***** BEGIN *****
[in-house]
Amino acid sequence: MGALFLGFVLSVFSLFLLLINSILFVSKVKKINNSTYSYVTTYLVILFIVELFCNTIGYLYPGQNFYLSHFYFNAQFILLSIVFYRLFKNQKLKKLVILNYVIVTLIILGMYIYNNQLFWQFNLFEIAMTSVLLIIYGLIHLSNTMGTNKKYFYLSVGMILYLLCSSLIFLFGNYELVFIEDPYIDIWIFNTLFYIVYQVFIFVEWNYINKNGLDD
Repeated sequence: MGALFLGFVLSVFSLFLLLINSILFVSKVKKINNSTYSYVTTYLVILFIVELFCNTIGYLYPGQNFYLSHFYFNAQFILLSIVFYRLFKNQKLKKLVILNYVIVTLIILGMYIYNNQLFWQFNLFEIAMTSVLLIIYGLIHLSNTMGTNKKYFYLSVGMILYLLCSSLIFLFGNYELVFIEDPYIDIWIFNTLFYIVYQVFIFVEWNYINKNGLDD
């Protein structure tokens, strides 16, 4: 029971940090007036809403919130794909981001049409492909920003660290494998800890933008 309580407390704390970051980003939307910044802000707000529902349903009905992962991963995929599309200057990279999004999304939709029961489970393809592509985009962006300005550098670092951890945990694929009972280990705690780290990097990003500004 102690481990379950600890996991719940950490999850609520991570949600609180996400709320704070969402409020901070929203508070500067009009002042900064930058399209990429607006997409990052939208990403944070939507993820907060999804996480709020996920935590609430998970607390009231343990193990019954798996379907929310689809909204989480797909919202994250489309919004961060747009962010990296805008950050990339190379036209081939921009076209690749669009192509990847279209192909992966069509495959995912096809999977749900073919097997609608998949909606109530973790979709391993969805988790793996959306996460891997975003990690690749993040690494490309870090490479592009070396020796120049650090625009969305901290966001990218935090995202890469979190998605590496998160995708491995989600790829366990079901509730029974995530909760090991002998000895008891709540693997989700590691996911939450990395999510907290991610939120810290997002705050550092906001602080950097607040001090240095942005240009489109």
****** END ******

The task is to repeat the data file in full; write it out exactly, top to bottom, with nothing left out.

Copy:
[in-house]
Amino acid sequence: MGALFLGFVLSVFSLFLLLINSILFVSKVKKINNSTYSYVTTYLVILFIVELFCNTIGYLYPGQNFYLSHFYFNAQFILLSIVFYRLFKNQKLKKLVILNYVIVTLIILGMYIYNNQLFWQFNLFEIAMTSVLLIIYGLIHLSNTMGTNKKYFYLSVGMILYLLCSSLIFLFGNYELVFIEDPYIDIWIFNTLFYIVYQVFIFVEWNYINKNGLDD
Repeated sequence: MGALFLGFVLSVFSLFLLLINSILFVSKVKKINNSTYSYVTTYLVILFIVELFCNTIGYLYPGQNFYLSHFYFNAQFILLSIVFYRLFKNQKLKKLVILNYVIVTLIILGMYIYNNQLFWQFNLFEIAMTSVLLIIYGLIHLSNTMGTNKKYFYLSVGMILYLLCSSLIFLFGNYELVFIEDPYIDIWIFNTLFYIVYQVFIFVEWNYINKNGLDD
């Protein structure tokens, strides 16, 4: 029971940090007036809403919130794909981001049409492909920003660290494998800890933008 309580407390704390970051980003939307910044802000707000529902349903009905992962991963995929599309200057990279999004999304939709029961489970393809592509985009962006300005550098670092951890945990694929009972280990705690780290990097990003500004 102690481990379950600890996991719940950490999850609520991570949600609180996400709320704070969402409020901070929203508070500067009009002042900064930058399209990429607006997409990052939208990403944070939507993820907060999804996480709020996920935590609430998970607390009231343990193990019954798996379907929310689809909204989480797909919202994250489309919004961060747009962010990296805008950050990339190379036209081939921009076209690749669009192509990847279209192909992966069509495959995912096809999977749900073919097997609608998949909606109530973790979709391993969805988790793996959306996460891997975003990690690749993040690494490309870090490479592009070396020796120049650090625009969305901290966001990218935090995202890469979190998605590496998160995708491995989600790829366990079901509730029974995530909760090991002998000895008891709540693997989700590691996911939450990395999510907290991610939120810290997002705050550092906001602080950097607040001090240095942005240009489109």